This material – all of these glorious videos – lets the audience see Tom alive and so happy with the love of his life. It makes us feel Shane’s loss all the more and deepens our admiration for this young man for being willing to relive painful stories in order to get this very important story out there.

Thomason said it took 10 days to complete the part about Tom’s death and Shane did not miss a day in the editing room during that process.

“I do think he’s incredibly brave to like through it again,” she said.

I love that the movie tells us the life stories of both Shane and Tom as they grew up in small towns in very anti-gay parts of the country and we get to glimpse into their lives up until the time they met and fell in love.

Tom was the popular overachieving life of the party and his parents pride and joy – until he came out. Shane suffered anxieties from an early age and had to endure being outcast at his high school and church after writing a love letter to his straight best friend. But he always had the staunch support of his family.

In the film, Shane’s 90-year-old great-grandmother summed up her acceptance this way: “They’re Romeo and Romeo. Get over it.”

Many of Shane’s family members are interviewed in the film but Tom’s family members did not respond to interview requests.

“There are a lot of Tom’s family members that did support him and wanted to be in the documentary but felt it was too big a risk,” Shane said during the Q&A..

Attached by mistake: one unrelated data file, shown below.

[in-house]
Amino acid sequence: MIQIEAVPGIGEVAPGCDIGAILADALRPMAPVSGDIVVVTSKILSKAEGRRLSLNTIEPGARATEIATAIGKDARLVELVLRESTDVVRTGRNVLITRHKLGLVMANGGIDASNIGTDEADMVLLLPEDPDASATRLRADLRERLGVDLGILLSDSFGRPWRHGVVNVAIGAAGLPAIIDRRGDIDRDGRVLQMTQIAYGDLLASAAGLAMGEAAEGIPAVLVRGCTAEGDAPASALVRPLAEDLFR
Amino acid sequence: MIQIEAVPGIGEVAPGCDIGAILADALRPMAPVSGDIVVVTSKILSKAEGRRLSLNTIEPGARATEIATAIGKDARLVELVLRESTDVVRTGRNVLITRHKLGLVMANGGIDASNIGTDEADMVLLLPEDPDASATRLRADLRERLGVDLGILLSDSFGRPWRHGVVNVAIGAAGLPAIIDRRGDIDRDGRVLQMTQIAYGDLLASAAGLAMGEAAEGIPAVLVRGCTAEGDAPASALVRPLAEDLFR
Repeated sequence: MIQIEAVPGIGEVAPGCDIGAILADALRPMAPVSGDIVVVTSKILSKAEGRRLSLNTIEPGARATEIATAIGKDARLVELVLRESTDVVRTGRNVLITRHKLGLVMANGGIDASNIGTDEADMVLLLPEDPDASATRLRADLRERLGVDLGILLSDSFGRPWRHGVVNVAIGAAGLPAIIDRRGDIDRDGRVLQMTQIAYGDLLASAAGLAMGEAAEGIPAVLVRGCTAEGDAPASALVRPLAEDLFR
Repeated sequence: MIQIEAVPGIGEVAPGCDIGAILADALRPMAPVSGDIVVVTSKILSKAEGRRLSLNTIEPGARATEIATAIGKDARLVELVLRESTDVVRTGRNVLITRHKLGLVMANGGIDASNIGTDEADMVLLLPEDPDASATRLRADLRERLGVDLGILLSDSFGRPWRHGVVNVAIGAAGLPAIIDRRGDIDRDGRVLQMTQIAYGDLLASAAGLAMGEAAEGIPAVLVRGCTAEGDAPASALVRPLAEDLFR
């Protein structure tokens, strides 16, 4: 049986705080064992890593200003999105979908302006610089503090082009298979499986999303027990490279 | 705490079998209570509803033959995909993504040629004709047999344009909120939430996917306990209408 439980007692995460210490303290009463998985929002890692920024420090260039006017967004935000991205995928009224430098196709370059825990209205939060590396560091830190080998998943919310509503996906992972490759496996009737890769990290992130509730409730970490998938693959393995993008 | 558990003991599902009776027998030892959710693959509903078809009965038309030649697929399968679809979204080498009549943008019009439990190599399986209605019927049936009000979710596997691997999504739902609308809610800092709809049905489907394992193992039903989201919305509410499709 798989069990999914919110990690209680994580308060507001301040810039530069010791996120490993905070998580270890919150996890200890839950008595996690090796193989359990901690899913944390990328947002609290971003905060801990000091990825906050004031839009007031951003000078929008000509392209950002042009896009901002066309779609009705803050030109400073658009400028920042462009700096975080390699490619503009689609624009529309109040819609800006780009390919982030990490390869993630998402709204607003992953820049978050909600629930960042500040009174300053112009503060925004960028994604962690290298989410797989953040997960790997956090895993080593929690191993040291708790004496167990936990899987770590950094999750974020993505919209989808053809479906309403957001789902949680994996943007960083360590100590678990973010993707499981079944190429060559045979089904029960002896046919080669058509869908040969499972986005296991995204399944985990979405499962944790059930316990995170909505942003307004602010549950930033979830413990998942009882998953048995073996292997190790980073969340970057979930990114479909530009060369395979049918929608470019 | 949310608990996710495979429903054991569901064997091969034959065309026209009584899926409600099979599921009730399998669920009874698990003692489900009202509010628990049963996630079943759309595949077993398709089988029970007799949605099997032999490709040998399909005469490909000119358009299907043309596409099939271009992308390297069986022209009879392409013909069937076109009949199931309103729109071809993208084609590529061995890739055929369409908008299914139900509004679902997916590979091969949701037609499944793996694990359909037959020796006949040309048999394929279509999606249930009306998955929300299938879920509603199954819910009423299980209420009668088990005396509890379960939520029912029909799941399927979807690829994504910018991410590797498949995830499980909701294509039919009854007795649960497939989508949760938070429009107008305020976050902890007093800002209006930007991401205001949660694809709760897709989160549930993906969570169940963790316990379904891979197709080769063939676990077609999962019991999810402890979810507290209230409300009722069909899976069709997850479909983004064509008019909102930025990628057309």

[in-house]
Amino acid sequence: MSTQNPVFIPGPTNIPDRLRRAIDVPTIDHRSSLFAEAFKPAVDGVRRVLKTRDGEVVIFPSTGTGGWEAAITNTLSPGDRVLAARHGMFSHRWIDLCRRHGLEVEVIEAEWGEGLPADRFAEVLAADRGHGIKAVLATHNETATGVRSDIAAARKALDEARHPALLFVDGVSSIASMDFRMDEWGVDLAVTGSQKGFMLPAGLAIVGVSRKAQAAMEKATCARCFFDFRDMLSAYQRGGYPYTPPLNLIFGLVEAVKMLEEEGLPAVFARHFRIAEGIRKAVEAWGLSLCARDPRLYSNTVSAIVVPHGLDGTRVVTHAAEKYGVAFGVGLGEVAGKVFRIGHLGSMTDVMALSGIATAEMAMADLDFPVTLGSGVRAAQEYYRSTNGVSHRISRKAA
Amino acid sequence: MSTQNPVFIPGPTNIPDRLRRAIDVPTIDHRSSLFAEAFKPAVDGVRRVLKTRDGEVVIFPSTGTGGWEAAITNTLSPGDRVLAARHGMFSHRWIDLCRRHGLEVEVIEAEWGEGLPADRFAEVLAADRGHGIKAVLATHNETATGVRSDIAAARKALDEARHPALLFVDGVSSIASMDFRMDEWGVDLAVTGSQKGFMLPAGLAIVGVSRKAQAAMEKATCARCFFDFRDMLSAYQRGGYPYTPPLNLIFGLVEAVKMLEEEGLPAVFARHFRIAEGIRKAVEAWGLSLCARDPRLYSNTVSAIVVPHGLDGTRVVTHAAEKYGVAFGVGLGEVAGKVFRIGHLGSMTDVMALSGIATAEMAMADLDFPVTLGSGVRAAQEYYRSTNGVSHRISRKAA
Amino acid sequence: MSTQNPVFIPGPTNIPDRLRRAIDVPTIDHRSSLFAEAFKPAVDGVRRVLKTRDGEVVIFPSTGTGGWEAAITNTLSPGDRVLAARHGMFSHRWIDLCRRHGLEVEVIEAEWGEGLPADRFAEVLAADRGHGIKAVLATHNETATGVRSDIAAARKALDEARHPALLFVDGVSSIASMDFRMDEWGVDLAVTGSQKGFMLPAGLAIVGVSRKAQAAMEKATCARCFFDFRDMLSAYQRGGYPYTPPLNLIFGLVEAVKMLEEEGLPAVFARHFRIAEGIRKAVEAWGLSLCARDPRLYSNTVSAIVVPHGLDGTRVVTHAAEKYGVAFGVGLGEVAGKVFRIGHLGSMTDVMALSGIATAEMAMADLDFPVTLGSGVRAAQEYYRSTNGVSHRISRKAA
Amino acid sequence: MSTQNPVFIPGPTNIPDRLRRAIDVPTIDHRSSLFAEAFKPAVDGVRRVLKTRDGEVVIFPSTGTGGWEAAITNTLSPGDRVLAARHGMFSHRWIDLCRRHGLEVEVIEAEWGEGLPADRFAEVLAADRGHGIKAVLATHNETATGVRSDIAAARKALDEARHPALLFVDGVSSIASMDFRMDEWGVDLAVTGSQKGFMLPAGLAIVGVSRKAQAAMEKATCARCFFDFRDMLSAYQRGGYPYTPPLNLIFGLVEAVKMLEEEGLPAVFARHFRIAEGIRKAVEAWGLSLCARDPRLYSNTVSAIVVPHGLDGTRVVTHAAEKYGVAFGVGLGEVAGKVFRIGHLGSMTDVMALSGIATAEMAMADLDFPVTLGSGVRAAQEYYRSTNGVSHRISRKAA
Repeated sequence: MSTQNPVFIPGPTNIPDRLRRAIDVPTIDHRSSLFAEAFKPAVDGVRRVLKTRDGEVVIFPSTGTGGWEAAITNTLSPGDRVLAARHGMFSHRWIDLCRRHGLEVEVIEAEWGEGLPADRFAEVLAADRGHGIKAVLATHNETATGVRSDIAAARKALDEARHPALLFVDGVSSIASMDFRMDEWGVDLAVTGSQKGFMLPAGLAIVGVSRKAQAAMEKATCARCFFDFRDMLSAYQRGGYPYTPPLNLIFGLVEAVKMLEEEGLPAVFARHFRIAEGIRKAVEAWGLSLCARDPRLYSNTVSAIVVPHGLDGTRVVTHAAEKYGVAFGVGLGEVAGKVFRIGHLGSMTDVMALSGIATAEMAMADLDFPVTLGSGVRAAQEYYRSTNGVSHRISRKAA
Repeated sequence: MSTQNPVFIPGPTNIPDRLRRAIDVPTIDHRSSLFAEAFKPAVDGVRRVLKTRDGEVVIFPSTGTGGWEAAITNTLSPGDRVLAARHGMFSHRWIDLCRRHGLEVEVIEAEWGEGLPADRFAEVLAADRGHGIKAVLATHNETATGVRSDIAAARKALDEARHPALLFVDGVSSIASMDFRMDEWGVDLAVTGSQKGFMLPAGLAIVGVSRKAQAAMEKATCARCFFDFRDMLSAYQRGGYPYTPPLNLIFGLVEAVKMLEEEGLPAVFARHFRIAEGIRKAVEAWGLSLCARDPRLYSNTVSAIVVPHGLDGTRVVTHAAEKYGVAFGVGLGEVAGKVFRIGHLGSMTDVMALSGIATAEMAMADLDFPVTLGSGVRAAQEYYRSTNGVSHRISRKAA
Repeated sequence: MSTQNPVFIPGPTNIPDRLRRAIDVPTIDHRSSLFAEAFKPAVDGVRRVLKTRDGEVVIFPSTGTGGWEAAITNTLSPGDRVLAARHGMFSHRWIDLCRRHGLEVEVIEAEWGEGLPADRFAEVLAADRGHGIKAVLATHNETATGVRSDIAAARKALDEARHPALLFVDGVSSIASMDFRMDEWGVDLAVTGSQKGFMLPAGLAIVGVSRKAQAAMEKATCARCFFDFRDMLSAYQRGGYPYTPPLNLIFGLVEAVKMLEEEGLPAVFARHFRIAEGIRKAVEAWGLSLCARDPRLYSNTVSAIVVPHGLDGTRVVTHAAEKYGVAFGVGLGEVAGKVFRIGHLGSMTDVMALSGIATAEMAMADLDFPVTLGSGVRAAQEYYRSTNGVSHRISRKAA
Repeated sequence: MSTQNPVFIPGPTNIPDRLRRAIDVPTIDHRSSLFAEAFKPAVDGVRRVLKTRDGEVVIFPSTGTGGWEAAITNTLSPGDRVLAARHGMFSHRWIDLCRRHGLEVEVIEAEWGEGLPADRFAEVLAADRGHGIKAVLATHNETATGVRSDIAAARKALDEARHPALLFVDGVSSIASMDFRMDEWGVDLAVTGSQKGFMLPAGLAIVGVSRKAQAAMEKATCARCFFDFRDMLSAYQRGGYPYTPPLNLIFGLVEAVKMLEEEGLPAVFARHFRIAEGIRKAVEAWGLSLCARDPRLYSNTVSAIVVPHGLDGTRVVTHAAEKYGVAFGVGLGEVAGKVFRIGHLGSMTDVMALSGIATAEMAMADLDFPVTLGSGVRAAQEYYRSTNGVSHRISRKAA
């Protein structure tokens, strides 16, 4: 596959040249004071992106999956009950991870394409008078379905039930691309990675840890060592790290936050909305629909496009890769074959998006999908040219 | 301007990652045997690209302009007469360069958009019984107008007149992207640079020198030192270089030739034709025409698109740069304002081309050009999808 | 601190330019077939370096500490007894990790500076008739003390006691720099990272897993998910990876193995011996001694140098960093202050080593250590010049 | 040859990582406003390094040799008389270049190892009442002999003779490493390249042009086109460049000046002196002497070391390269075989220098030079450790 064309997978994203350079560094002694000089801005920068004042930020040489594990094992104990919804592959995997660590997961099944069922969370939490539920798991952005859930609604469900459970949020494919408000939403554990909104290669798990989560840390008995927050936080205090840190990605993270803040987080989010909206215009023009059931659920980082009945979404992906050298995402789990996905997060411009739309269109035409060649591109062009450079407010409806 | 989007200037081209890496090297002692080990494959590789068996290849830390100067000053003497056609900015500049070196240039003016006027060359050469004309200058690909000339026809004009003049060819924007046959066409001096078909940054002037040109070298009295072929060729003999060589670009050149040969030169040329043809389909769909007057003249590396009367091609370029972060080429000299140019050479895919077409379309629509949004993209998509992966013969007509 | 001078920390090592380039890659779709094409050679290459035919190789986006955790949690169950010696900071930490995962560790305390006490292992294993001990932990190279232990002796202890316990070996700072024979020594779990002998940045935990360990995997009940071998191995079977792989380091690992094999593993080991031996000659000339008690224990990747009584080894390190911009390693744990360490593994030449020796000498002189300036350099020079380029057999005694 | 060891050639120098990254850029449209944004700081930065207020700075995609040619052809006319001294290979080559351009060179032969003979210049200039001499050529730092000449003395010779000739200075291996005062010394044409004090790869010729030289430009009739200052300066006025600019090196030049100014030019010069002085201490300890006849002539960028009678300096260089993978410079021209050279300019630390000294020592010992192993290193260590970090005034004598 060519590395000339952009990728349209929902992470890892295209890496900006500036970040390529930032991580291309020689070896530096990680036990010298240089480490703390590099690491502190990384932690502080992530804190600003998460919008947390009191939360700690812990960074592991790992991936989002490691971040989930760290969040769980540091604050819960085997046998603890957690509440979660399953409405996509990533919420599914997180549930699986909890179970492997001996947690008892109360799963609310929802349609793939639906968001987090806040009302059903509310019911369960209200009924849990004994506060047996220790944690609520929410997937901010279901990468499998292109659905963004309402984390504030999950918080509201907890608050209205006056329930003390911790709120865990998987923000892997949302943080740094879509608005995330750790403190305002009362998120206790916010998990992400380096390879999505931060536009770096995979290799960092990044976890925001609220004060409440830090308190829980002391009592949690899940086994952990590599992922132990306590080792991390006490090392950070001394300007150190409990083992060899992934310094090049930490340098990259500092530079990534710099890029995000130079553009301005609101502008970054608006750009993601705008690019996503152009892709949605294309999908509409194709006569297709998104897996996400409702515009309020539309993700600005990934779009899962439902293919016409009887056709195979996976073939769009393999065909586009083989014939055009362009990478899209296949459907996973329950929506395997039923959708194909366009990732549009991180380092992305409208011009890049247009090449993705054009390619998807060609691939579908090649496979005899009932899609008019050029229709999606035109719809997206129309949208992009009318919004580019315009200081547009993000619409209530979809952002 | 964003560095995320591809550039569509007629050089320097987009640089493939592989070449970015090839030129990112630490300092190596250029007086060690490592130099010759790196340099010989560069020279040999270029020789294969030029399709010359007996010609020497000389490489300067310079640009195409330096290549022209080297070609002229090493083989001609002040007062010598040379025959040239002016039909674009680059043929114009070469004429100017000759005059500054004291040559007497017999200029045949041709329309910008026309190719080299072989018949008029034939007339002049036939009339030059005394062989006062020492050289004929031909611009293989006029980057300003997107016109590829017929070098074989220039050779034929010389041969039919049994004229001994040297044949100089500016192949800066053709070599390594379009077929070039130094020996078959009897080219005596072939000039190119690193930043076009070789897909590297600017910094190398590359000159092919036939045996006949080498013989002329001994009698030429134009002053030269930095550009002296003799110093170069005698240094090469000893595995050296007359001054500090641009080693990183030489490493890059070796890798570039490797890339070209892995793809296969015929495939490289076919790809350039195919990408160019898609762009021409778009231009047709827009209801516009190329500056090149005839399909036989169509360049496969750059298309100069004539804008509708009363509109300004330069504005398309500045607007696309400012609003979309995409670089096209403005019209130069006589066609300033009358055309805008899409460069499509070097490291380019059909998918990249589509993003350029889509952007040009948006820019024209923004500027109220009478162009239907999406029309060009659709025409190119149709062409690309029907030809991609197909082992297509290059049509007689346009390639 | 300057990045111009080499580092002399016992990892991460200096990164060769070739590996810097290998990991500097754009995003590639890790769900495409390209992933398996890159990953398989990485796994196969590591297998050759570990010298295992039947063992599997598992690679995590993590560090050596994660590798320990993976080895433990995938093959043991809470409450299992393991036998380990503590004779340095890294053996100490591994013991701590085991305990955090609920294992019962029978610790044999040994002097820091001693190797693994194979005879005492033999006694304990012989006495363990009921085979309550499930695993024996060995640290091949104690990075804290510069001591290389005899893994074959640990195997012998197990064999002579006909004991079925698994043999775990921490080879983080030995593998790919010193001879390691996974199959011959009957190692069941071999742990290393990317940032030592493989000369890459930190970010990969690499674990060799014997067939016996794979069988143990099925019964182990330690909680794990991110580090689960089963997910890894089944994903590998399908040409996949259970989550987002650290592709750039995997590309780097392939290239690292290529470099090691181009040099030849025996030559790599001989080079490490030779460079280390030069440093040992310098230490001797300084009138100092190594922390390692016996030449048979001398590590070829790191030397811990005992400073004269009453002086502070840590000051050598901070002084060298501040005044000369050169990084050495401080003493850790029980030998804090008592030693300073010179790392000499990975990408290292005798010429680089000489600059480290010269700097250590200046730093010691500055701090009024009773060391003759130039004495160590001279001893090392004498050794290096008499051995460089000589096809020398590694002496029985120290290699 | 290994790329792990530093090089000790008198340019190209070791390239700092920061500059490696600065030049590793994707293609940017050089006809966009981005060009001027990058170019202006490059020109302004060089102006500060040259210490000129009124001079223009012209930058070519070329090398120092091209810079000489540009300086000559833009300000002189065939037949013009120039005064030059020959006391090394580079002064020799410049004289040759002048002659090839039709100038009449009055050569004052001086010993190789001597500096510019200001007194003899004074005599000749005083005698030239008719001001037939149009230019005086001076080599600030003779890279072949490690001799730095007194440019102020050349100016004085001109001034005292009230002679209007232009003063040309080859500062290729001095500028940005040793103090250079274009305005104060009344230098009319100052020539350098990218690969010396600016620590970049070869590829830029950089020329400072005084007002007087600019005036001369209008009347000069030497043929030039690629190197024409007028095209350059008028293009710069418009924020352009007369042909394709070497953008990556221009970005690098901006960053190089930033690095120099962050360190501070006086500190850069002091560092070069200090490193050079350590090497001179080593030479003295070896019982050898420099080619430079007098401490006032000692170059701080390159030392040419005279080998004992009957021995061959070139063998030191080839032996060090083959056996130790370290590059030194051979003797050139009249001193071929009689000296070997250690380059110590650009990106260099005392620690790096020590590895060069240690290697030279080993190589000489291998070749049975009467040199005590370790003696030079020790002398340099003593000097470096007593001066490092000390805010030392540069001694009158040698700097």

But we do see video and photos of Tom’s mother, Martha Bridegroom, who after initially reacting badly to her son being gay but seemed to accept the relationship eventually. She even came out to LA to stay with the couple.

Thomason hoped Tom’s parents would agree to meet Shane at the cemetery in Indiana when he went out there to visit Tom’s grave.

“We were waiting for Martha Bridegroom to evolve,” she said. “It didn’t happen. They chose the ending for this film.’

Shane told the audience that working on the Kickstarter campaign (more than 6,500 people contributed) to get funding the working on the movie and now getting it out there has been a real “healing process.”

“It helped me,” he told the audience Saturday. “It helped me a lot.”

The film debuted at the Tribeca Film Festival where it won the audience award and was introduced by Clinton.  Thomason said she worked to get it done before the US Supreme Court issued its rulings on DOMA and Prop. 8.

She believes Bridegroom can serve as a tool to fight for marriage equality in the remaining US states that do not have it as well as internationally.

“We think the Supreme Court victory was only the beginning,” Thomson said. “We want to take this film all around the country. I think it’s going to be a battleground state by state. We think this film has a lot of work to do.”

I had hoped to say hello to Shane after the film but he was immediately surrounded by people after the screening and I didn’t see him at the after party. Then, as I was rushing out of the DGA to walk a few blocks to Harmony Gold theater for my next screening, there was Shane standing near the door talking to a few guys. I was able to give him a big hug and tell him how wonderful the movie is.

He’s given us all a beautiful and important gift.

UPDATE: Outfest has added another screening this coming Sunday, July 21 at 4:00 PM. To purchase tickets visit Outfest.org.

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The opinions expressed are solely those of the author and do not necessarily reflect the views of Comcast.